The Cool: Street Food Thursday at Markthalle IX
Every Thursday, a historic market hall in the gritty Kreuzberg district gets mobbed by hungry hipsters keen on a first-class culinary journey at economy prices. That’s when a couple of dozen amateur or semi-pro chefs set up their food stalls to serve up delicious street food from all corners of the world. It’s an exotic smorgasbord that might feature New Zealand meat pies, Taiwanese burgers, Argentine pulled pork sandwiches, Korean tacos and Vietnamese steamed pork buns. Come as a group, grab a selection and chow down at long communal tables with a glass wine or a pint of Heidenpeters, a yummy craft beer brewed right on the premises.
The Cosmopolitan: Pauly Saal
The latest ‘baby’ of top food impresarios Boris Radczun and Stephan Landwehr, Pauly Saal needed little time to become a culinary hotspot – and not much more to snag its first Michelin star in 2013. Part of the appeal is undeniably the setting in a Bauhaus-era former Jewish girls’ school where amber-hued Murano chandeliers and forest-green banquettes channel 1920s glamour. This is complemented by eye-catching art work, including a giant red rocket. Regionally hunted and gathered ingredients steer Michael Höpfl’s seasonal menu that weaves a dialogue between traditional German fare and 21st-century energy. Pike perch from the Müritz Lake District and Pomeranian entrecôte are both classics. On balmy days, sit beneath the old school yard’s leafy trees. Excellent bar to boot.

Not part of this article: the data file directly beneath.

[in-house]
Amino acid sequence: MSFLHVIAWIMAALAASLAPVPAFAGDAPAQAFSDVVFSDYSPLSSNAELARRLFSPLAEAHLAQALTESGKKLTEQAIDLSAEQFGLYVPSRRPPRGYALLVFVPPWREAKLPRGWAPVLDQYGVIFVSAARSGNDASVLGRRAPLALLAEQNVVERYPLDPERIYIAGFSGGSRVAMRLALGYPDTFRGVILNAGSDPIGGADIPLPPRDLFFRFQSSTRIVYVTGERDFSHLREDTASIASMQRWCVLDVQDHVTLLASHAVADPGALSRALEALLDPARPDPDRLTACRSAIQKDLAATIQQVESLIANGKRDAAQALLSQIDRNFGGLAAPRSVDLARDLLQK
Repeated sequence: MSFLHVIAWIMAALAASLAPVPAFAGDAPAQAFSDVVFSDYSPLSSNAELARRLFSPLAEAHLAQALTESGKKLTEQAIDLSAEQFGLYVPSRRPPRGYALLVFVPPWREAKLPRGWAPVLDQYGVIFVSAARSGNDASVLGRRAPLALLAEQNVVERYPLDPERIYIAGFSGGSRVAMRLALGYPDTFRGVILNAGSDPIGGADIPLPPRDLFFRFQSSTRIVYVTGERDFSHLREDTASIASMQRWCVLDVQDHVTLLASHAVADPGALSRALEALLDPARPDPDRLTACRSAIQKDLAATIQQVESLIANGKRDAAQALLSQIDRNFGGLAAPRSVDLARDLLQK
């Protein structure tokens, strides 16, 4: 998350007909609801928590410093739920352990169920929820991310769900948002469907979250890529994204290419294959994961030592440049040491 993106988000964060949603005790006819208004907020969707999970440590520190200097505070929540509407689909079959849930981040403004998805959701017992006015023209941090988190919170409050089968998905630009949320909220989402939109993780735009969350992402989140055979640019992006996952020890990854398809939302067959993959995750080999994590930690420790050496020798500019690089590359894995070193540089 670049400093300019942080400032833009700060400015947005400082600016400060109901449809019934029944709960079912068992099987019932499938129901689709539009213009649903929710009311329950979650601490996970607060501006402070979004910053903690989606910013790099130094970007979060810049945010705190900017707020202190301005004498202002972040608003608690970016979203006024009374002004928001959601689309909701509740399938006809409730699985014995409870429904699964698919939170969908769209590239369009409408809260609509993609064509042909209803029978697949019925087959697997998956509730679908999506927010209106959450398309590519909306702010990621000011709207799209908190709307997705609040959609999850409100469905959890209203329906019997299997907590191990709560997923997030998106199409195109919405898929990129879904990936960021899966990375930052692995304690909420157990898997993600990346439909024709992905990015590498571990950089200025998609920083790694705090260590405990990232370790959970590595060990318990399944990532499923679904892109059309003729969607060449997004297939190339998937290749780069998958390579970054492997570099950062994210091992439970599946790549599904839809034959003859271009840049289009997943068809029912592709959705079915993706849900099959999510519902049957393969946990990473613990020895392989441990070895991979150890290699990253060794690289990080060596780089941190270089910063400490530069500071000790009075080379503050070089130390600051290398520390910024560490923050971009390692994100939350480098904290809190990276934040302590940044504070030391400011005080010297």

The Exotic: District Môt 
Behind sun-yellow awnings awaits a quick trip to Southeast Asia at one of Berlin’s most popular 2013 newcomers. Rainbow-colored plastic stools, napkin dispensers filled with toilet paper and dangling power lines radiate the earthy integrity of a Vietnamese street food stall – minus the humidity or noisy cacophony of the real thing. The no-fuss food too goes to great length to achieve sidewalk authenticity, down to the wallet-friendly prices. Steamy pho soups reflect the simmered soulfulness of Saigon, while the DIY rice paper rolls (banh trang nuong) require a certain degree of dexterity. If you’re the adventurous type, you might like to face up to stewed eel, grilled chicken feet or a plate of deep-fried silkworms.
The Elegant: Restaurant Richard